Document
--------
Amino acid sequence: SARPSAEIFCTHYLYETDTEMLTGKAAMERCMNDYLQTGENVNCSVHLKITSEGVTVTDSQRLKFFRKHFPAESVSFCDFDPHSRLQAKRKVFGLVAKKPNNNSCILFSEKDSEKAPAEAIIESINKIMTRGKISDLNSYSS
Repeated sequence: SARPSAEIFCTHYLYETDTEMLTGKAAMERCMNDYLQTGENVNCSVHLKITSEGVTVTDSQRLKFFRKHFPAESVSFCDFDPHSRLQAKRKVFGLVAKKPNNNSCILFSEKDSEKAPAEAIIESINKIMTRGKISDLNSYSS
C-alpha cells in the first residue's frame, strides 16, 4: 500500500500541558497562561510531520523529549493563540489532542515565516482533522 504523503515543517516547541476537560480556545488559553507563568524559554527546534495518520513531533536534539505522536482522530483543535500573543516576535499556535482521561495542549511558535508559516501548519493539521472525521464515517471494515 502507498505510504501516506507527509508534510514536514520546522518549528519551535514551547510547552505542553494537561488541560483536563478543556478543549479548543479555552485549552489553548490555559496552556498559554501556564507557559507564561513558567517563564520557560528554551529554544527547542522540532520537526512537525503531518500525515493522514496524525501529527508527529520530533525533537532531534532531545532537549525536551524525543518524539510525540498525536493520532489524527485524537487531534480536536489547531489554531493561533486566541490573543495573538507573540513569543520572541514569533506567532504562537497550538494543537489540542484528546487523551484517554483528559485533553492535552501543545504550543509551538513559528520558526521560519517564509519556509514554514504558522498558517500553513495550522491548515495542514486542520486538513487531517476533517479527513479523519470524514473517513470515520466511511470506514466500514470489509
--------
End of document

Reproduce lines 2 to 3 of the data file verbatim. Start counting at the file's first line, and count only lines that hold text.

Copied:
Repeated sequence: SARPSAEIFCTHYLYETDTEMLTGKAAMERCMNDYLQTGENVNCSVHLKITSEGVTVTDSQRLKFFRKHFPAESVSFCDFDPHSRLQAKRKVFGLVAKKPNNNSCILFSEKDSEKAPAEAIIESINKIMTRGKISDLNSYSS
C-alpha cells in the first residue's frame, strides 16, 4: 500500500500541558497562561510531520523529549493563540489532542515565516482533522 504523503515543517516547541476537560480556545488559553507563568524559554527546534495518520513531533536534539505522536482522530483543535500573543516576535499556535482521561495542549511558535508559516501548519493539521472525521464515517471494515 502507498505510504501516506507527509508534510514536514520546522518549528519551535514551547510547552505542553494537561488541560483536563478543556478543549479548543479555552485549552489553548490555559496552556498559554501556564507557559507564561513558567517563564520557560528554551529554544527547542522540532520537526512537525503531518500525515493522514496524525501529527508527529520530533525533537532531534532531545532537549525536551524525543518524539510525540498525536493520532489524527485524537487531534480536536489547531489554531493561533486566541490573543495573538507573540513569543520572541514569533506567532504562537497550538494543537489540542484528546487523551484517554483528559485533553492535552501543545504550543509551538513559528520558526521560519517564509519556509514554514504558522498558517500553513495550522491548515495542514486542520486538513487531517476533517479527513479523519470524514473517513470515520466511511470506514466500514470489509